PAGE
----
January 21, 2022

3 Seemingly Innocent Moves That Could Lower Your Social Security Income

You will probably be quite dependent on Social Security to pay your bills during your retirement. Even if you start your senior years with a decent chunk of savings, you could deplete your IRA or 401(k) in your lifetime.

The beauty of Social Security is that it is designed to pay you a monthly benefit for the rest of your life. And playing your cards right can help ensure that your monthly benefit is as generous as possible. However, these seemingly harmless mistakes can lead to lower benefits — and more financial hardship during your senior years.

A person with a serious expression holding a document.

Image source: Getty Images.

1. End your career a few years earlier

The Social Security benefit you are entitled to upon retirement depends on your earnings during your 35 highest-paying years in the workforce. But for every year you don’t have recorded income, you get $0 in your benefit equation.

Let’s say you’ve taken some time off during your career to raise children, travel, or focus on volunteering. You may be in your early 60s but have only had 33 or 34 years of income. Unfortunately, that could be problematic from a Social Security standpoint, in which case it might pay to work another year or two to lock in a higher benefit.

2. Sign up for benefits in conjunction with Medicare

Health Care Eligibility starts when you turn 65 and you can even sign up a few months before your 65th birthday. Once you sign up for Medicare Part B, which covers outpatient services and diagnostics, you get a monthly premium, the cost of which changes from year to year.

If you don’t already collect Social Security at the time of your Medicare enrollment, you will be given the option to pay your Part B premiums directly. But if you have Social Security, you can have those premiums deducted from your monthly benefits to avoid that hassle.

You may be tempted to sign up for Social Security at the same time as Medicare just for the convenience factor. But then you will reduce your monthly benefit. That’s because you won’t get your full benefit based on your pay history until you reach full retirement age, or FRA.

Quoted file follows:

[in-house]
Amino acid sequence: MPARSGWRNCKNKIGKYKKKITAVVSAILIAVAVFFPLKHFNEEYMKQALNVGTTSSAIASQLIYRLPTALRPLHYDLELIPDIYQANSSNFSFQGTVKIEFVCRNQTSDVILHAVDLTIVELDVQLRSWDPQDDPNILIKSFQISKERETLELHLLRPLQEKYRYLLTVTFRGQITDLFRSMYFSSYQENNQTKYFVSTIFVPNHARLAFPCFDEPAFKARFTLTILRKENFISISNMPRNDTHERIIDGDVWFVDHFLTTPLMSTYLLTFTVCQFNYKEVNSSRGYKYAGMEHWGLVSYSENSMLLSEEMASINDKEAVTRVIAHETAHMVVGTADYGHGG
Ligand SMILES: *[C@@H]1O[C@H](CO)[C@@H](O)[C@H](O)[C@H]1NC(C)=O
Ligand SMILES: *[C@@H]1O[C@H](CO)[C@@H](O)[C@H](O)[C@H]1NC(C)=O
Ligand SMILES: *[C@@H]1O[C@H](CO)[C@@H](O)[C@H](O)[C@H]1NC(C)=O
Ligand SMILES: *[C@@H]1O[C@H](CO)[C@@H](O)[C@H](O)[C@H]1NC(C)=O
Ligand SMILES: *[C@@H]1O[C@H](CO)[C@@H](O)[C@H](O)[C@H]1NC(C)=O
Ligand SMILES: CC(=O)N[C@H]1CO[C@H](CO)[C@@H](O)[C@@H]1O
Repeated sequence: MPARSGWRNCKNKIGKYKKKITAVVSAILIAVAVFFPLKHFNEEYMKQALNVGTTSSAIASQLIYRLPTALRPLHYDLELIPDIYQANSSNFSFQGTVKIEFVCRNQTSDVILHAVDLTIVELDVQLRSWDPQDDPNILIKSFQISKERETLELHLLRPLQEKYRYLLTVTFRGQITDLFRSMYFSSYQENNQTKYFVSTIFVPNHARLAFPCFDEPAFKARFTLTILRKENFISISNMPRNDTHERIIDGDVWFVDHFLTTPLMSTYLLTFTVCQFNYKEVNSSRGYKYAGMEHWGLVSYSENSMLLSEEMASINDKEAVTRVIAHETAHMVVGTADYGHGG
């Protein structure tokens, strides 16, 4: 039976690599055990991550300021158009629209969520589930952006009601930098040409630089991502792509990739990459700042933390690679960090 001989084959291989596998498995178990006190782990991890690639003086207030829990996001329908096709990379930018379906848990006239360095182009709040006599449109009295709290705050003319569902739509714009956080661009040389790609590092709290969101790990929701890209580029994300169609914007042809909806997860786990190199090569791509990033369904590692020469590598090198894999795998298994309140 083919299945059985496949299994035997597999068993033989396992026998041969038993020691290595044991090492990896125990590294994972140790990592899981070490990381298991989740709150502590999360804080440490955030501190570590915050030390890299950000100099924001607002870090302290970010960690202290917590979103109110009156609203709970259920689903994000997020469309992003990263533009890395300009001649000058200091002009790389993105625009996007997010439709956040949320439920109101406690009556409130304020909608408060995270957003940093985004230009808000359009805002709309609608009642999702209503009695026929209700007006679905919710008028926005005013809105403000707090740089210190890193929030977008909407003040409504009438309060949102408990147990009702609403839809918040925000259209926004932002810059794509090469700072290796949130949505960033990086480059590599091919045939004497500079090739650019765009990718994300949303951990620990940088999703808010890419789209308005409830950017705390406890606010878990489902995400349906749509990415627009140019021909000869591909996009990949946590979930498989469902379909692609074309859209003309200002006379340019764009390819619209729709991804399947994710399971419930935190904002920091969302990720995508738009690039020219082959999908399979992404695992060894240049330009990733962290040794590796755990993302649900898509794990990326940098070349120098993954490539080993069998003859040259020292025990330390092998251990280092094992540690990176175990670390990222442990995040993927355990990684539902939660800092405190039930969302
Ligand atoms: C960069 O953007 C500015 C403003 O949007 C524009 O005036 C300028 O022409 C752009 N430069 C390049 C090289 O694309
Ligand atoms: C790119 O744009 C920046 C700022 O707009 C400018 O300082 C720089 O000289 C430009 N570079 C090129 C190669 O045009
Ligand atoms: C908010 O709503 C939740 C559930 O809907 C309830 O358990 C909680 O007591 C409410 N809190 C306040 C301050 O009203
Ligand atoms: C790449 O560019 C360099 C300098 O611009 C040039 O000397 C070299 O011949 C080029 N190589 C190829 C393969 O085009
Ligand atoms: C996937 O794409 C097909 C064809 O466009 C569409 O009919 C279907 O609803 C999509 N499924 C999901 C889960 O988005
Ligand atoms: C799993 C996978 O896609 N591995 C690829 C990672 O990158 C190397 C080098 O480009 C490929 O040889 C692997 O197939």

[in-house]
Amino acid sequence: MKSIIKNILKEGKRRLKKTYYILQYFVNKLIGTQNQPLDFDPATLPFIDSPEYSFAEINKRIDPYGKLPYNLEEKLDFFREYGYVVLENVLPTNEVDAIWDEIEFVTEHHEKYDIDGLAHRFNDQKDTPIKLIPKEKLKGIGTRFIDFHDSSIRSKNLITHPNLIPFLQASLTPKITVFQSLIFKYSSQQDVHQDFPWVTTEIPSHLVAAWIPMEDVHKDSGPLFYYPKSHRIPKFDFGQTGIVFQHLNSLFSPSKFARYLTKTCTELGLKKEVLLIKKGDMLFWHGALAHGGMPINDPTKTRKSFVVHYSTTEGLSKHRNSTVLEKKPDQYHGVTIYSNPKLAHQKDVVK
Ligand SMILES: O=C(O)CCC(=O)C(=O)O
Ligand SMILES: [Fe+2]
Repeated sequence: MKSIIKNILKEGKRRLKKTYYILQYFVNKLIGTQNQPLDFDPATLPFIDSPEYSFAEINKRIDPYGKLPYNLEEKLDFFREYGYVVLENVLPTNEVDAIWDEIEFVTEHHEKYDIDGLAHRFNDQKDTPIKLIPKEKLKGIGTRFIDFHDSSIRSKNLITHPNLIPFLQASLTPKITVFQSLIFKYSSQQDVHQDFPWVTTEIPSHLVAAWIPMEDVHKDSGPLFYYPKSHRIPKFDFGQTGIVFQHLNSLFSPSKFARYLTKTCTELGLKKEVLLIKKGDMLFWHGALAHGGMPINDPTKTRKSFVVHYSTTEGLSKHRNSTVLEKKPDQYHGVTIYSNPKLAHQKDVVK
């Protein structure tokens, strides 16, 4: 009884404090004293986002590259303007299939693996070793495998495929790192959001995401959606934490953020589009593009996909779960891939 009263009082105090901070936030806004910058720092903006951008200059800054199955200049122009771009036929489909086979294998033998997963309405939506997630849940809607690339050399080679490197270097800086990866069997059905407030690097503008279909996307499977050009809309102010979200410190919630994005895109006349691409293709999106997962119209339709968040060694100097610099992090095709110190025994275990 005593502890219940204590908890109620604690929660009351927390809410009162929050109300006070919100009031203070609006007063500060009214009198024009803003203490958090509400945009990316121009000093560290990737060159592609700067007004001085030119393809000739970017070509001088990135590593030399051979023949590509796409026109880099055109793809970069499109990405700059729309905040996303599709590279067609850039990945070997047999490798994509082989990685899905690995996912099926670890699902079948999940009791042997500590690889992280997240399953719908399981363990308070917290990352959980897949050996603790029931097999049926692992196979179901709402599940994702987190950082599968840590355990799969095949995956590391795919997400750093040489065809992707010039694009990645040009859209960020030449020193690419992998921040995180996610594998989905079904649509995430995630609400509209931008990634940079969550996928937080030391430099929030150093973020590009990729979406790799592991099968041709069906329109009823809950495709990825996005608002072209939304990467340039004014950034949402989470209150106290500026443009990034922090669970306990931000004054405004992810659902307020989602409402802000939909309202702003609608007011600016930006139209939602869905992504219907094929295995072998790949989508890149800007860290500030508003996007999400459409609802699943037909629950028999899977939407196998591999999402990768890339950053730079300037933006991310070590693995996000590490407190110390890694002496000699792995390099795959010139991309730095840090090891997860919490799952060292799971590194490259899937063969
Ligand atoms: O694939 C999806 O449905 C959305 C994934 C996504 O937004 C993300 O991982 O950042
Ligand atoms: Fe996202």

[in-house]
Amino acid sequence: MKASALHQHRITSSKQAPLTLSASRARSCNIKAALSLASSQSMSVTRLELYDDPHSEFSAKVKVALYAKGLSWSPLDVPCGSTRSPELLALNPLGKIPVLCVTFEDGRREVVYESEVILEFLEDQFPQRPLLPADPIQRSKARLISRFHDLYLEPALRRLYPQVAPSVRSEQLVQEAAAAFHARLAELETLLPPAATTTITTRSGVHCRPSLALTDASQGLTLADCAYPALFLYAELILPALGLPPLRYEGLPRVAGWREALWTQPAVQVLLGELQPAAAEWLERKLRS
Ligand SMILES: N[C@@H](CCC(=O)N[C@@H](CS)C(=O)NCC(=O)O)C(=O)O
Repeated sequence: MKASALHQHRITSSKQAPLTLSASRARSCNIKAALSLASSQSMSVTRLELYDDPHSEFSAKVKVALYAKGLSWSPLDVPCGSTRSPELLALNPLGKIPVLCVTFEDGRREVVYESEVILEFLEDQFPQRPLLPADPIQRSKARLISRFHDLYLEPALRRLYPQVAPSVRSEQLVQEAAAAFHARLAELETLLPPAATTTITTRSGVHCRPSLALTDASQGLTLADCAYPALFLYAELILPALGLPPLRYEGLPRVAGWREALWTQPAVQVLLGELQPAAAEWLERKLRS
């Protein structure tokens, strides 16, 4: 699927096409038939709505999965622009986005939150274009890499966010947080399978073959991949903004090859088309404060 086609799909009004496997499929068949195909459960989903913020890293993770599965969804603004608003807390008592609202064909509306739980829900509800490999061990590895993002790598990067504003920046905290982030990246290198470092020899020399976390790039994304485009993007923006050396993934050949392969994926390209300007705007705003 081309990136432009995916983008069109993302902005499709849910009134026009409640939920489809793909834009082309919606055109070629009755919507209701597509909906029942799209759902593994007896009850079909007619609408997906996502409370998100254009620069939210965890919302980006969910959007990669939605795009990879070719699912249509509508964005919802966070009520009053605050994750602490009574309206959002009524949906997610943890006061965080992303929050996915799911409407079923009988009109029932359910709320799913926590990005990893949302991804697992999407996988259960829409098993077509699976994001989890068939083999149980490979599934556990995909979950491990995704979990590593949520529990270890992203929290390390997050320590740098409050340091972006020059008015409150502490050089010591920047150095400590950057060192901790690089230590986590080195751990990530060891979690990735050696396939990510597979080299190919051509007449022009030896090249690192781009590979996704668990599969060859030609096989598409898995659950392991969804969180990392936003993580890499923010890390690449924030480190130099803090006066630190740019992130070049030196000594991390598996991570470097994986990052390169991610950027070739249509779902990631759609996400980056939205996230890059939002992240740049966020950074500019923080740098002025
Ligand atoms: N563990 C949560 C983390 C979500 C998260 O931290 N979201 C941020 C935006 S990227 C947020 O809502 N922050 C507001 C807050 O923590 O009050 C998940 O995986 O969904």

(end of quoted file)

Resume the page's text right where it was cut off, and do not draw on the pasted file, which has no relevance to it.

FRA doesn’t start until age 66 at the earliest. And if you were born in 1960 or later, FRA won’t come until you’re 67.

3. Not reporting income from a side job

You may be motivated to take a part-time job in addition to your main job to increase your income. But if you don’t report the money you make from that second gig, it won’t count toward a higher Social Security benefit.

The monthly benefit to which you are entitled upon retirement is not based solely on wages. If you work as a freelance consultant, that income can also count towards the calculation of your benefit. But if you don’t report it, your benefit won’t get that boost.

By the way, it’s important to report all of your income to comply with IRS rules. You can be fined for failing to report and pay taxes on income you earn on top of it.

Don’t reduce your benefits unnecessarily

It doesn’t matter what you savings balance It looks like you’re retiring, there’s no point in cutting your Social Security income because of carelessness. Now that these blunders are on your radar, you can take steps to avoid them — and potentially secure a higher life benefit.

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